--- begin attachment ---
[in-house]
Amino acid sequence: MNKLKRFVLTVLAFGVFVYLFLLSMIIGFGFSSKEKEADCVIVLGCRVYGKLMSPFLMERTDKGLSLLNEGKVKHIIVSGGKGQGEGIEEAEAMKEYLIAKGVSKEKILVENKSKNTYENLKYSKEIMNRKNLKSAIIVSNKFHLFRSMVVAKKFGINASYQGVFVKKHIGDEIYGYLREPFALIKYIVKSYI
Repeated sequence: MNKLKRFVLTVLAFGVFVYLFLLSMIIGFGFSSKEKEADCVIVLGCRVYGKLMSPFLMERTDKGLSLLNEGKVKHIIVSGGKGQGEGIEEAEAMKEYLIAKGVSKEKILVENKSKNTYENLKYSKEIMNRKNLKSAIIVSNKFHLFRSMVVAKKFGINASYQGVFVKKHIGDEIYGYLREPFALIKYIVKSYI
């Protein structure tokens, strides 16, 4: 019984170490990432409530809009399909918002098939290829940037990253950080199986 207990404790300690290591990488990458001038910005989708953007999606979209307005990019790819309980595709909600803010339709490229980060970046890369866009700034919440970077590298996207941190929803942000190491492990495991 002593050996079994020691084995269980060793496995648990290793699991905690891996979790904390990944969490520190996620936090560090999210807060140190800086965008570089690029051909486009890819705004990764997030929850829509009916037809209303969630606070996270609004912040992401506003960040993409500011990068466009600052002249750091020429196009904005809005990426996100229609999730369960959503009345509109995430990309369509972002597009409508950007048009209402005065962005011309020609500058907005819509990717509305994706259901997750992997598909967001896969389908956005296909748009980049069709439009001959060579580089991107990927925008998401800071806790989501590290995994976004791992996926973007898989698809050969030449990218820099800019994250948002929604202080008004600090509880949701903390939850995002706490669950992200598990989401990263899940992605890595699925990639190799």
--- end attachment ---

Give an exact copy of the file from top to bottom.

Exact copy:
[in-house]
Amino acid sequence: MNKLKRFVLTVLAFGVFVYLFLLSMIIGFGFSSKEKEADCVIVLGCRVYGKLMSPFLMERTDKGLSLLNEGKVKHIIVSGGKGQGEGIEEAEAMKEYLIAKGVSKEKILVENKSKNTYENLKYSKEIMNRKNLKSAIIVSNKFHLFRSMVVAKKFGINASYQGVFVKKHIGDEIYGYLREPFALIKYIVKSYI
Repeated sequence: MNKLKRFVLTVLAFGVFVYLFLLSMIIGFGFSSKEKEADCVIVLGCRVYGKLMSPFLMERTDKGLSLLNEGKVKHIIVSGGKGQGEGIEEAEAMKEYLIAKGVSKEKILVENKSKNTYENLKYSKEIMNRKNLKSAIIVSNKFHLFRSMVVAKKFGINASYQGVFVKKHIGDEIYGYLREPFALIKYIVKSYI
């Protein structure tokens, strides 16, 4: 019984170490990432409530809009399909918002098939290829940037990253950080199986 207990404790300690290591990488990458001038910005989708953007999606979209307005990019790819309980595709909600803010339709490229980060970046890369866009700034919440970077590298996207941190929803942000190491492990495991 002593050996079994020691084995269980060793496995648990290793699991905690891996979790904390990944969490520190996620936090560090999210807060140190800086965008570089690029051909486009890819705004990764997030929850829509009916037809209303969630606070996270609004912040992401506003960040993409500011990068466009600052002249750091020429196009904005809005990426996100229609999730369960959503009345509109995430990309369509972002597009409508950007048009209402005065962005011309020609500058907005819509990717509305994706259901997750992997598909967001896969389908956005296909748009980049069709439009001959060579580089991107990927925008998401800071806790989501590290995994976004791992996926973007898989698809050969030449990218820099800019994250948002929604202080008004600090509880949701903390939850995002706490669950992200598990989401990263899940992605890595699925990639190799």